The Stalemate in Aleppo: Can we do anything to make it stop?
As the shrinking population of Syria grieves and bleeds, we “ought” to grieve (if not bleed) with them. As pictures of innumerable Syrians lying lifeless in the rubble, those with hopes and dreams just like us flood the internet; it becomes our moral responsibility that we feel their pain. We are obligated to talk about how the world powers failed to reach an accord on the evacuation of civilians and the rebels, how the government forces are blocking humanitarian aid and food to Aleppo, how ruthlessly they are butchering their very own population and about how “urgent” it is that a human corridor is established in Syria. In the words of journalist Bilal Adbul Kareem, “We are all praying for rain. When it rains, the planes can’t fly and the bombardment stops for a short while….We are hoping that it rains long enough for the powers of the world to do something to help the 150,000 civilians stuck in this small neighbourhood in Aleppo escape the carnage.”
What really worries me is that will this collective strong human voice against the massacre serve as a deterrent to those sitting at the power-table? Will it (if not completely deter) introduce second thoughts in their mind? If it does, then I think it is worth we try to make ourselves heard and give those few people hoping for a miracle their long-lost due. We can have long dissertations on demonetization and on Trump’s surprise win but at this hour, a dissertation on the lives of these innocent Syrians is as urgent and pressing as ever. We ought to talk about it and call upon people otherwise afraid to speak their mind, to speak up without any fear of censure and reprimand. The more numbers we add to the discussion table, the more weight we add to the humanitarian angle of the war and the more chances we have to attract funds and petitions to stop it.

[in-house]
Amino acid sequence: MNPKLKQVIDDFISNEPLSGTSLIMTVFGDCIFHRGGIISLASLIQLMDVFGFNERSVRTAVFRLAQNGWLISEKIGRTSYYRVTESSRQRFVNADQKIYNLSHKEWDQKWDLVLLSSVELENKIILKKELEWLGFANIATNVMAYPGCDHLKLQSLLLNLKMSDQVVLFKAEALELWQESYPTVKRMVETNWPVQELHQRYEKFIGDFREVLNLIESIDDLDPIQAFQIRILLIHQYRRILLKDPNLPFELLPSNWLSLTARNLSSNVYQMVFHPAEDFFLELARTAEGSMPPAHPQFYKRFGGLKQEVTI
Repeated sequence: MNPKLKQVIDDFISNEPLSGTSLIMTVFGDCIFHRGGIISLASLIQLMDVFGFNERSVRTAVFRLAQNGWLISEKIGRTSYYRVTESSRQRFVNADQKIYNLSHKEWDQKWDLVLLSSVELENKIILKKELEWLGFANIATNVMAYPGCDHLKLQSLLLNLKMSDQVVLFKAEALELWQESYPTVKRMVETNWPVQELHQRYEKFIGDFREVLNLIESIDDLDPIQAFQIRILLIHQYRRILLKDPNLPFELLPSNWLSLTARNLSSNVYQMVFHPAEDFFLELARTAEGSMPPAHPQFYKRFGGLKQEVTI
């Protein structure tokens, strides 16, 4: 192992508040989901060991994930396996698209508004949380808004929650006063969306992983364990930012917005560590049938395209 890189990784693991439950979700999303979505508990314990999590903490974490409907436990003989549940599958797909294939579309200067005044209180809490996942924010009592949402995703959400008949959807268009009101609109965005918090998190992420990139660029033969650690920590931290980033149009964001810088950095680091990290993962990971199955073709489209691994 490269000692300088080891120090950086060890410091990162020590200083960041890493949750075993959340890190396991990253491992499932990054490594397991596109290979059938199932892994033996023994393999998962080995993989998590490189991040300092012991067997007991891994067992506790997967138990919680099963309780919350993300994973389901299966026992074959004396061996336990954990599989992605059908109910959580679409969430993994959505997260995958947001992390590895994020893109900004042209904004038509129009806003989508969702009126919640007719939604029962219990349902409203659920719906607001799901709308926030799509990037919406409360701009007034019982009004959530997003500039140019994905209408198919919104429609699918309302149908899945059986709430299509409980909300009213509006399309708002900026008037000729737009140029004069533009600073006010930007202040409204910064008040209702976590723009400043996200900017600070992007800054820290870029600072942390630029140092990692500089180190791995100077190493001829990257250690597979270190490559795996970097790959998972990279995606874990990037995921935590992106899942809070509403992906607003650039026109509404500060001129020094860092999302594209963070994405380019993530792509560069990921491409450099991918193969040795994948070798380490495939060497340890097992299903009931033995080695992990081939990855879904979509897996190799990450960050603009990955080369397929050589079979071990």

As I write, I can’t help but notice the irony: the irony of me searching for “Aleppo war pictures in HD” to include in this very article: those I cannot stare at for a second before I choke up. It breaks my heart to watch the helpless people record farewell videos as they are stuck out there in rebel-held East Aleppo. Their poignant messages to the world, and to us, strike a chord as the government forces draw in closer and as death looms larger than ever for them. As the UN-brokered truce for the establishment of a human corridor is vetoed by Russia and China, the only hope we have is for the rest of the world to impose harsh sanctions on Russia, the Assad government and their allies so as to stop their immediate advancements. This is exactly where I feel we can play our part and be heard. Not that I wish to imply that the rebel-forces backed by the US are spotless and without anything to blame. It’s a complex war out there with each faction trying to gain more ground and cause maximum possible casualties in enemy-held strips of land. All I wish to put forward is that it is the need of the hour to reach onto an accord to establish a human corridor (at the least possible delay) to evacuate the residents out of active fighting zones. Even though a part of me tells me that it will be futile to try so hard to be heard and eventually fail; fail because their “Game of Chess” (with the Syrian lives as pawns) is already too close to closing in, a part of me still thinks that the loss will be less harder to digest when we try to do something to make it stop. Active action always weighs less heavy on the conscience than regret at our inability to act. We should do whatever it takes in our personal capacity and in the capacity of being a part of the world society at large for our fellow brothers and sisters in Syria. I hope and pray that the world doesn’t lose a single more life out there.
Let’s be heard. Let’s speak our mind. Let’s do our bit.